When there are no Walter Cronkites left

CBS News anchor Walter Cronkite reports that President John F. Kennedy was assassinated in Dallas on Nov. 22, 1963.

CBS News anchor Walter Cronkite reports that President John F. Kennedy was assassinated in Dallas on Nov. 22, 1963.

Watching Bill Maher last night was both frustrating, and consoling. Frustrating because David Frum’s consistent attempts to get an important point across to Maher seemed to fall on deaf ears. And consoling because it’s often cathartic to hear someone articulating an important truth that you believe needs saying. And last night, that someone was Frum.

They could hack the voting machines. I wouldn’t put it past them,” said Maher, as he passionately made the case that Donald Trump is something different, something un-American, something authoritarian, something dangerous, a something we haven’t seen before. A something that past Republicans like George W Bush, Mitt Romney, and John McCain shouldn’t be compared to. A notion that, given Trump’s own behavior and words, is hard to disagree with.

Frum tried reminding Maher, in a way that may have been too polite, that such rhetoric, ‘the system is fucked’ populist theme song, is in part, exactly why Trump has risen to become the nominee.

Turn on right wing talk radio or look up some far left websites, and the message is clear. It’s the same plot line on the Alt Right as it is the Social Justice Left. It’s the same memorandum contained in just about every movement that was known as ‘populist’. It’s the core belief shared by the most militant Jill Stein supporter, and Milo Yiannopoulos. Though I’m sure neither would want to acknowledge their kinship to the other. It’s the message that is delivered up in various packages by every cheap, and they’re all cheap, demagogue to ever walk the planet. What distinguishes the left from the right within the populist movements is never the reasoning or uniformed pessimism; all that ever differentiates them, are the scapegoats they choose.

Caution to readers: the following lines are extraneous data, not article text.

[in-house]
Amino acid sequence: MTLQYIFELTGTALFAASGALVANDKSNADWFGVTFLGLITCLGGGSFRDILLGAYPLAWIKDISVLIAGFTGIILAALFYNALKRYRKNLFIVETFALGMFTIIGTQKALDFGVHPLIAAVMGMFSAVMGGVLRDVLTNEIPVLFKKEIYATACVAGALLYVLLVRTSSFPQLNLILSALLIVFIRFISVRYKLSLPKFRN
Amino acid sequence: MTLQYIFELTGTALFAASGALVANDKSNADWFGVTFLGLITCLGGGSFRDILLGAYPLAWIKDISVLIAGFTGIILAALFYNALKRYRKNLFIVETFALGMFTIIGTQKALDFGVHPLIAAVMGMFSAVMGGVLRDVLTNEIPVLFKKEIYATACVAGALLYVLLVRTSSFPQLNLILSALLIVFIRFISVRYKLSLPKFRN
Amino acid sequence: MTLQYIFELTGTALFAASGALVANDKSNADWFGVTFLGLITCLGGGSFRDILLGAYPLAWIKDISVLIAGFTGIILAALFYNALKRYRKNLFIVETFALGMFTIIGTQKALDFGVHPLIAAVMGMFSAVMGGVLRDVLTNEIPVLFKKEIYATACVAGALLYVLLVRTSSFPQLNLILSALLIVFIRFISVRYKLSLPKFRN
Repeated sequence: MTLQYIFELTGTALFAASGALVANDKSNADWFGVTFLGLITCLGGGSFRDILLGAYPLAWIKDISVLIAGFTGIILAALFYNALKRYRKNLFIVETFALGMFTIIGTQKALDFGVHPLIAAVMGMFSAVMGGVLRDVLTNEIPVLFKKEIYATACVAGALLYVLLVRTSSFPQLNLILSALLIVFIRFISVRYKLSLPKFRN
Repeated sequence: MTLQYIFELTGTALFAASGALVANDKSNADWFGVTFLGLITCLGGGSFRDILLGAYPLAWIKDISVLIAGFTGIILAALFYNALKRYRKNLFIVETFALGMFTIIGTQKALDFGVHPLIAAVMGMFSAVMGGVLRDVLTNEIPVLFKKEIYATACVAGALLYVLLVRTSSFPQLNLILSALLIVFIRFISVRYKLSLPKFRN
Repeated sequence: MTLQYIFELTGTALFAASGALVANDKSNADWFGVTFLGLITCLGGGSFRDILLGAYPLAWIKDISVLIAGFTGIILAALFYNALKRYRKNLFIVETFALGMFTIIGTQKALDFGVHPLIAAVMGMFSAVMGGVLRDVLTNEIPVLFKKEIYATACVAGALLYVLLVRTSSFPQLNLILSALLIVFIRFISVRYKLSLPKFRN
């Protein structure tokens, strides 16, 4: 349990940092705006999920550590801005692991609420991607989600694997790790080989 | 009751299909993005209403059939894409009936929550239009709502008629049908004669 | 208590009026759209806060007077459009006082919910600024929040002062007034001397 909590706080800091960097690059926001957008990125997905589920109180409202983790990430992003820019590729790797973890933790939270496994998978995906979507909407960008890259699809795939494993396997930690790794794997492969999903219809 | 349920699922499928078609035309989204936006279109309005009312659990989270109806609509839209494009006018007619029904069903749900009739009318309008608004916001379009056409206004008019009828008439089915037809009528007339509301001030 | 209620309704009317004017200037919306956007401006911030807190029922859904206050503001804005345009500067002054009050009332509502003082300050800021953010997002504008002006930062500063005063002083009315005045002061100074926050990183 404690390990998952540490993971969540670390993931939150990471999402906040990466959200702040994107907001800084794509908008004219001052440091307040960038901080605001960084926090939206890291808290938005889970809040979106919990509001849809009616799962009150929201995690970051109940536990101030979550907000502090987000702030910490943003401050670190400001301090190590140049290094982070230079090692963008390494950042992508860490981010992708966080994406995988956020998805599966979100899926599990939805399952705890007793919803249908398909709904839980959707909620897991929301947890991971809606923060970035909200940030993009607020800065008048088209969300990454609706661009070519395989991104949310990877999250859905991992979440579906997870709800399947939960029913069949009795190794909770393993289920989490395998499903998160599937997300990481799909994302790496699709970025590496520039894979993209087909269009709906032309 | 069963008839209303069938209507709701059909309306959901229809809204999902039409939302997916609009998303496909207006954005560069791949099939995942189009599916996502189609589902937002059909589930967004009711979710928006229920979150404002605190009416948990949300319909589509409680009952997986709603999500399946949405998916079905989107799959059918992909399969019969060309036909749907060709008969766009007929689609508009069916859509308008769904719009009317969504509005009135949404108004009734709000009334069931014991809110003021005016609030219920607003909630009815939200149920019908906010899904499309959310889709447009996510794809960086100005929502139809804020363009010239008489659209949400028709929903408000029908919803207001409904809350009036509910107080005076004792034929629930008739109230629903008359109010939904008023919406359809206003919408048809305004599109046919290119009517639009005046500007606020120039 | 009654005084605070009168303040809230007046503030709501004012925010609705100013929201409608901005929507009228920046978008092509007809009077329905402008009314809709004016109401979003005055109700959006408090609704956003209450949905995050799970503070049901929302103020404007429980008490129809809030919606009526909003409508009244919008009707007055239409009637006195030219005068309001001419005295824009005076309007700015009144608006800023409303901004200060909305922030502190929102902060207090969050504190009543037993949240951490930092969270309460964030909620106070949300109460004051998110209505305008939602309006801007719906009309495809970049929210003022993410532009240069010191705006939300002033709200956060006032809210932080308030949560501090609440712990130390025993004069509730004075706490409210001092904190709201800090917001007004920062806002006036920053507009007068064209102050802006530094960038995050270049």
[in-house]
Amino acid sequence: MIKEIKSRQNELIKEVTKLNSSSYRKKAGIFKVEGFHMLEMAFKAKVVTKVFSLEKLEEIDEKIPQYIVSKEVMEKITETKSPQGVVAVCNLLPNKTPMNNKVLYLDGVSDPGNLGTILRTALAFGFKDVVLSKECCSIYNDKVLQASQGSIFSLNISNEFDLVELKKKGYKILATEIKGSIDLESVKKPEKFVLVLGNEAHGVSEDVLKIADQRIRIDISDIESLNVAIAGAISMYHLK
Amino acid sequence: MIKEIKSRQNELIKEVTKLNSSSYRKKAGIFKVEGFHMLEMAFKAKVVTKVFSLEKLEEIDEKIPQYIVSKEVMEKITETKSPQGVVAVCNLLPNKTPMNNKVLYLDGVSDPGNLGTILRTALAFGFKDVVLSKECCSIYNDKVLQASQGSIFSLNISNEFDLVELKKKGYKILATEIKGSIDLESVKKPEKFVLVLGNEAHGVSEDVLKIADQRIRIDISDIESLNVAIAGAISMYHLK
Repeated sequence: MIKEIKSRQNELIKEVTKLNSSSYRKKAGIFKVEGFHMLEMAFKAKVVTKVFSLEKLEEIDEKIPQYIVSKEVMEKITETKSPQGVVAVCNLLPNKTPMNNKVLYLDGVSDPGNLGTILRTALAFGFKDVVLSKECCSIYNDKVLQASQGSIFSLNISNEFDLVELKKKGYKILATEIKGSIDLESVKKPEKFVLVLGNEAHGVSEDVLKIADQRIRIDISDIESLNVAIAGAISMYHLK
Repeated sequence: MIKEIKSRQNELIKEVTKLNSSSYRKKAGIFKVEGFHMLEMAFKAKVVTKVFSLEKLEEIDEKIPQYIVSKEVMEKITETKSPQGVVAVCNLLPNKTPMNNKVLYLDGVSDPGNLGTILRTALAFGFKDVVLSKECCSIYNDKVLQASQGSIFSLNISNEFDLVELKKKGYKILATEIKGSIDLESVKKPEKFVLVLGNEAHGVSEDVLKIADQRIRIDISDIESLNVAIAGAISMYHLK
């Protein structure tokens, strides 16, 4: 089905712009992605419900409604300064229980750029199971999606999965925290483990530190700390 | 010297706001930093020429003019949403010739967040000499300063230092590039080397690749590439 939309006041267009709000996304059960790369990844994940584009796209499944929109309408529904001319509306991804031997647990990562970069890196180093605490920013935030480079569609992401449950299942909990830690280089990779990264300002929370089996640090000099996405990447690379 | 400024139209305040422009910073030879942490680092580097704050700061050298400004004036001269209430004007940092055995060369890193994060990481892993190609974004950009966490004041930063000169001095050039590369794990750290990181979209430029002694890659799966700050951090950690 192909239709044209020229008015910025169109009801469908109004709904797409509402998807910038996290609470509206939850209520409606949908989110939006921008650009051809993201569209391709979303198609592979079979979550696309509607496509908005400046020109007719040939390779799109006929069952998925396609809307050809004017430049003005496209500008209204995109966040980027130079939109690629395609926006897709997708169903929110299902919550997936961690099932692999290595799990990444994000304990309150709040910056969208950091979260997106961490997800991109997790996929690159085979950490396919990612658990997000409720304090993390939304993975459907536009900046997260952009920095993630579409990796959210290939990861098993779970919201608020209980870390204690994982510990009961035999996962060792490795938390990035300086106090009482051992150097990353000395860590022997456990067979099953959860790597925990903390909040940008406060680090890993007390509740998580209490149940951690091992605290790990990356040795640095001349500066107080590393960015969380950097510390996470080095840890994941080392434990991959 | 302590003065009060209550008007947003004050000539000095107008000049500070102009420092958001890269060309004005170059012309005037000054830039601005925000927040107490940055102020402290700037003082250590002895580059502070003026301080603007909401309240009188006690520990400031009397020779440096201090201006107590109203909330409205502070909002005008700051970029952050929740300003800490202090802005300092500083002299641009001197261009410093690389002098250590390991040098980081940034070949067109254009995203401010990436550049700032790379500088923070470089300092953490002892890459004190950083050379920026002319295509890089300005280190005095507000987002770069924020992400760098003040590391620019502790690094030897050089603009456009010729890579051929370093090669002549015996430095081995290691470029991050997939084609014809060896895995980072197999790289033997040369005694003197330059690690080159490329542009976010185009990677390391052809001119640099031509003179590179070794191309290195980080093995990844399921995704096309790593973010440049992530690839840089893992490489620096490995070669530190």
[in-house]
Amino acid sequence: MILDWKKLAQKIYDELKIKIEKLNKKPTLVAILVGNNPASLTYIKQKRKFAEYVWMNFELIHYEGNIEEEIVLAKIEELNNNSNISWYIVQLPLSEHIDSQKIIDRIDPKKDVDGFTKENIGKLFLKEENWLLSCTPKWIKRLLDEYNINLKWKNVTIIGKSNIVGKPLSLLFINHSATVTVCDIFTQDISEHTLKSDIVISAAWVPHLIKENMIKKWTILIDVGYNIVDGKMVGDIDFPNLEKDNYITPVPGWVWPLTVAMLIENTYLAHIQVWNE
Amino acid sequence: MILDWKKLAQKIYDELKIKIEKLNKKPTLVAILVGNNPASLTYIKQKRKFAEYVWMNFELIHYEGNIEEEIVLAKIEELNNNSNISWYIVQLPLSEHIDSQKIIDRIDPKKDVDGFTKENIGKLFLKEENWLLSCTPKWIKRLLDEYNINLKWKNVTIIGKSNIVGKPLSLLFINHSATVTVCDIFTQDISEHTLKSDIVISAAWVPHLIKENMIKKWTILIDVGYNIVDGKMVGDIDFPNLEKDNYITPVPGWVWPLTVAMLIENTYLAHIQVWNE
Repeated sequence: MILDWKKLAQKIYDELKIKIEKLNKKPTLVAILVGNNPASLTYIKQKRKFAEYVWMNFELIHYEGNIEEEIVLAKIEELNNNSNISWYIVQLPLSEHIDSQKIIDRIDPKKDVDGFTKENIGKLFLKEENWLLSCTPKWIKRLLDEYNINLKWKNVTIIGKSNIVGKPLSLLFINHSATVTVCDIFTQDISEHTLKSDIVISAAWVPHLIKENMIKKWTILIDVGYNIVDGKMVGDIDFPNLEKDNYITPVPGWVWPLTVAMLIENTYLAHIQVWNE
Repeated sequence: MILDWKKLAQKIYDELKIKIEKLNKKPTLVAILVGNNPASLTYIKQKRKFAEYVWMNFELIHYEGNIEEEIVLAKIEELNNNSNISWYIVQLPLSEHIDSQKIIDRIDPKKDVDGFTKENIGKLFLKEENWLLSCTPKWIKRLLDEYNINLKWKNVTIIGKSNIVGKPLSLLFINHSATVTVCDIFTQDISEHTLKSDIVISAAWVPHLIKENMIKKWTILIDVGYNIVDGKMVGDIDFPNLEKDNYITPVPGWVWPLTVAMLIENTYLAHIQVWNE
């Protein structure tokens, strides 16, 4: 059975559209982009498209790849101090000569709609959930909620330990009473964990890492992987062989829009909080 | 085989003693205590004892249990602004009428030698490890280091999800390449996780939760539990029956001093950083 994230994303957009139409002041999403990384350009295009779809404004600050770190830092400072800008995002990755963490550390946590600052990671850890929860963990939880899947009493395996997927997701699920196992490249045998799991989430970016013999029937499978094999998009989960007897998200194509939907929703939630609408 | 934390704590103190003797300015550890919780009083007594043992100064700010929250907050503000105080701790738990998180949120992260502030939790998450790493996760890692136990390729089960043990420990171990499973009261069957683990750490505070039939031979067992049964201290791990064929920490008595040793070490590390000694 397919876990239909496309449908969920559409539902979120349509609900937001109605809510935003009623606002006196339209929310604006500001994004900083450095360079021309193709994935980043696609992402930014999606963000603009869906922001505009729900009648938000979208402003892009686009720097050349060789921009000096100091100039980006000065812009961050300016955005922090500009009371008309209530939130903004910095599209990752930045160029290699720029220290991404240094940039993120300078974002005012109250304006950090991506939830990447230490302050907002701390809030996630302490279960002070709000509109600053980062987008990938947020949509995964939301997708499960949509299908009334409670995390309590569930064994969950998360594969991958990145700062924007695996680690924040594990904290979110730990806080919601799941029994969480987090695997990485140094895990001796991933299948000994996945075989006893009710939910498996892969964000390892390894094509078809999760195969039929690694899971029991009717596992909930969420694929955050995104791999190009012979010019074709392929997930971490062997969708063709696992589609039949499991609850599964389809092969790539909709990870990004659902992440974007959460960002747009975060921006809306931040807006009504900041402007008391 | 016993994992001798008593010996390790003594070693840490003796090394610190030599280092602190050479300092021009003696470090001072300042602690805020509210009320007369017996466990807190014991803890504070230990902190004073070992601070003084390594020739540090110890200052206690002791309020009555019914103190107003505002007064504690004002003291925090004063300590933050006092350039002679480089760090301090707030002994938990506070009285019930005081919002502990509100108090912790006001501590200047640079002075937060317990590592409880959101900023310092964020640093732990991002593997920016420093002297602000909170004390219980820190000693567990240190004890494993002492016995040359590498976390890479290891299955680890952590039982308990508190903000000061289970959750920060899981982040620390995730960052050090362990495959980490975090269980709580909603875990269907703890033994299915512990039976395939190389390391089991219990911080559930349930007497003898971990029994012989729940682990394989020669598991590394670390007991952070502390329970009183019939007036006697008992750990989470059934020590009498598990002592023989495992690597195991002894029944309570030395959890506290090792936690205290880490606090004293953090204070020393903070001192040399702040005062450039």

The system is rigged. The whole thing is corrupt. They’re all just as bad. They’re keeping us down. They like us uniformed. Corporate media is in on it. Every one of them is rotten. The establishment is against us. Burn it all down.

We’ve heard it all so many times before.

But is it really true?

Does corruption exist? Of course it does. That’s not an interesting, or even, intelligent question. The more relevant question is, is it any worse than it’s been in time’s past? That’s a question that no serious person can pretend to know the answer to based on their own anecdotal experience, or as gleaned from the bits of information they allow themselves to take in from their hand picked news sources, which offer cherry picked, ideologically conforming, narrative building, easy to digest, bite sized story lines.